Things You'll Need
Unscented household bleach
Follow label directions for using over-the-counter disinfectant sprays to ensure germ, bacteria or fungi kill.
The Centers for Disease Control and Prevent says to avoid mixing rubbing alcohol in a 50 percent solution to water, as it loses its germ-killing effectiveness.
Good old soap and hot water can effectively clean and sanitize furniture and other areas in the home. But avoid products with a label that states it's "antibacterial," as these are known to harbor offensive chemicals such as triclosan.
Household bleach can also sanitize and kill mold and mildew, by it also changes the color of items bleached. When you clean with bleach, verify you're cleaning a bleach-safe item first.
Always check the care tags on upholstered furniture before using a cleaning method for it.
Some cleaning agents may require ventilation, especially when using products with chemicals.
Test your chosen method of disinfection on a hidden piece of the furniture to find out how it works on the item.
If you had a microscopic view of your home and the creatures that inhabit the furniture, you'd never stop cleaning. Some of these creatures look as if they jumped right off the pages of a science-fiction novel into your home. Whether you need to disinfect your latest thrift store find, or you just need to ensure the cleanliness of your existing furniture, you can choose from a variety of products based on the item you plan to sanitize.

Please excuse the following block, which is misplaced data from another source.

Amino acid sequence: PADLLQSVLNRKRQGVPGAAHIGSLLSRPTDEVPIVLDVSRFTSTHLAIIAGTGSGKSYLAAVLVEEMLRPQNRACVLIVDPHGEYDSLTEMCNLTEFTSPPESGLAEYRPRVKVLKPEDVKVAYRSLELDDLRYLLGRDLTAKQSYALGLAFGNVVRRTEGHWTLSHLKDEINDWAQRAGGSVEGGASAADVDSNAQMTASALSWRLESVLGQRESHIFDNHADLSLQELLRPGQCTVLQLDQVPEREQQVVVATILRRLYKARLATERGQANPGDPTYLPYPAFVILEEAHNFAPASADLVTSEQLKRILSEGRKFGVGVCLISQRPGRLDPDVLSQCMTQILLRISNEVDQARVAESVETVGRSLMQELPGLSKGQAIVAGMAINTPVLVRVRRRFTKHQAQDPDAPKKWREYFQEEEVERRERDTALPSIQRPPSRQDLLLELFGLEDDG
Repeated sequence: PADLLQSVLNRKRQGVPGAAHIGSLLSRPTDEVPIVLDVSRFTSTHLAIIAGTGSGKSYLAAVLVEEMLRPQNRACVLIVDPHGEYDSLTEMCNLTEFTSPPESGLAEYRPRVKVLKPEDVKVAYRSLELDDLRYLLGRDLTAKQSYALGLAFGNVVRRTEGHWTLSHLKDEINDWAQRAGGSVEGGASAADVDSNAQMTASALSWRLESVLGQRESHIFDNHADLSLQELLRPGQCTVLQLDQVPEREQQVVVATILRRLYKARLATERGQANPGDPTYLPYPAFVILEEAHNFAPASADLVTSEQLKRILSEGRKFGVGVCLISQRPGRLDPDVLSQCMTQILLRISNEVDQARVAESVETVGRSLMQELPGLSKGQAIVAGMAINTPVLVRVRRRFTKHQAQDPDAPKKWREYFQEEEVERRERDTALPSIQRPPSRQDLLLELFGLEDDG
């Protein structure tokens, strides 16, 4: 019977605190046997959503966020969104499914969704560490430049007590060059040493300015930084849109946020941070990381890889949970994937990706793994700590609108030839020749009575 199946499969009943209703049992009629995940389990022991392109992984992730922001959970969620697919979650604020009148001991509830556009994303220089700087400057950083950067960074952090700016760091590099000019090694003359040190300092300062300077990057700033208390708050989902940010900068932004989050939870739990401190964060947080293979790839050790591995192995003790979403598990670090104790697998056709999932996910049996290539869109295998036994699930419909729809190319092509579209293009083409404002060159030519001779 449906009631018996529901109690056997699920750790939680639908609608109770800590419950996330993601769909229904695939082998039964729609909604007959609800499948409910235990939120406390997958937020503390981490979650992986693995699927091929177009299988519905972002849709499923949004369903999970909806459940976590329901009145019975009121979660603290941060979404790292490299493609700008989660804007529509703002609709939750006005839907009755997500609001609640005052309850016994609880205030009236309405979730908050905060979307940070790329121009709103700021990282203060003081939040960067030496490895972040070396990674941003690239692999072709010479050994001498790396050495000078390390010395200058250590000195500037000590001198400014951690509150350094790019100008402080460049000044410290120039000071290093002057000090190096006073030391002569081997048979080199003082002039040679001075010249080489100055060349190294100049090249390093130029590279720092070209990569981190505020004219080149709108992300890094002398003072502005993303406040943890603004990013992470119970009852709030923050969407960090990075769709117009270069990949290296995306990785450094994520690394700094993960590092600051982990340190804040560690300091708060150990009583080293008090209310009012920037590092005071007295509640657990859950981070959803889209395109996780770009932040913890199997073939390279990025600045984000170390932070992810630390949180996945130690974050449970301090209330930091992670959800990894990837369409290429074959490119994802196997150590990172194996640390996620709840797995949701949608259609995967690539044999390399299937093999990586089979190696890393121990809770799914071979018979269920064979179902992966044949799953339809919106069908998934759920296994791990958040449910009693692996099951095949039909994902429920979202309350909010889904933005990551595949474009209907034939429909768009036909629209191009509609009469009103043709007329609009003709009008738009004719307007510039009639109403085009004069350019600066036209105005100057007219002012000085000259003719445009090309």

Vacuum upholstered surfaces first. To disinfect them, use a spray-on, homemade disinfectant comprising a 2-to-1 ratio of 60 to 90 percent rubbing -- isopropyl -- alcohol to water. Hold the bottle 6 to 8 inches from the furniture, spraying the piece until it is covered with a light mist. When someone is sick in your home, this type of disinfectant can keep others from getting sick because it kills a variety of germs and bacteria.
Wipe down tabletops, end tables, wooden arms and other hard surfaces of your furniture with a rag and your own homemade disinfect -- a weakened solution of household bleach -- to sanitize them. Mix 1 teaspoon of bleach to a quart of water. The surface must stay wet at least 1 minute to completely disinfect the piece.
Set a smelly thrift store find outdoors -- in good weather only -- for at least a day if you can to air it out and kill resident bacteria. Sunshine and clean air work wonders, and the ultraviolet rays kill a lot of germs. Make your own cleaning and oiling solution by mixing olive oil and vinegar in a 1-to-1 ratio and apply it to the furniture, after first testing its reaction on the wood in a hidden place.
Apply a good dose of steam to a variety of furniture pieces if you prefer to avoid chemical cleaners. Besides its cleaning properties, it can kill a variety of creatures and microscopic bugs on furniture, tabletops, mattresses and more in just a few seconds. It effectively sanitizes and disinfects most anything it cleans because of the high temperatures in the steam vapor. But it may not be the best choice for items with specialty upholstery fabric such as velvet or other types of fabric that can shrink.
- Lysol: Lysol Disinfectant Spray
- Iowa Public Television: Cleaning, Sanitizing, or Disinfecting, Which Should I Do?
- Versatile Vinegar: Uses and Tips
- My Holistic Home: Steam Disinfection
- National Geographic: Avoid Antibacterial Soaps, Say Consumer Advocates
- Centers for Disease Control and Prevention: Healthcare Infection Control Practices Advisory Committee (HICPAC)
- Alabama Cooperative Extension System: Cleaning Wood Furniture
- Versatile Vinegar: Cleaning With Vinegar
- Huffington Post: Rubbing Alcohol Uses: Ideas for Using the All-Purpose Household Cleaner
As a native Californian, artist, journalist and published author, Laurie Brenner began writing professionally in 1975. She has written for newspapers, magazines, online publications and sites. Brenner graduated from San Diego's Coleman College.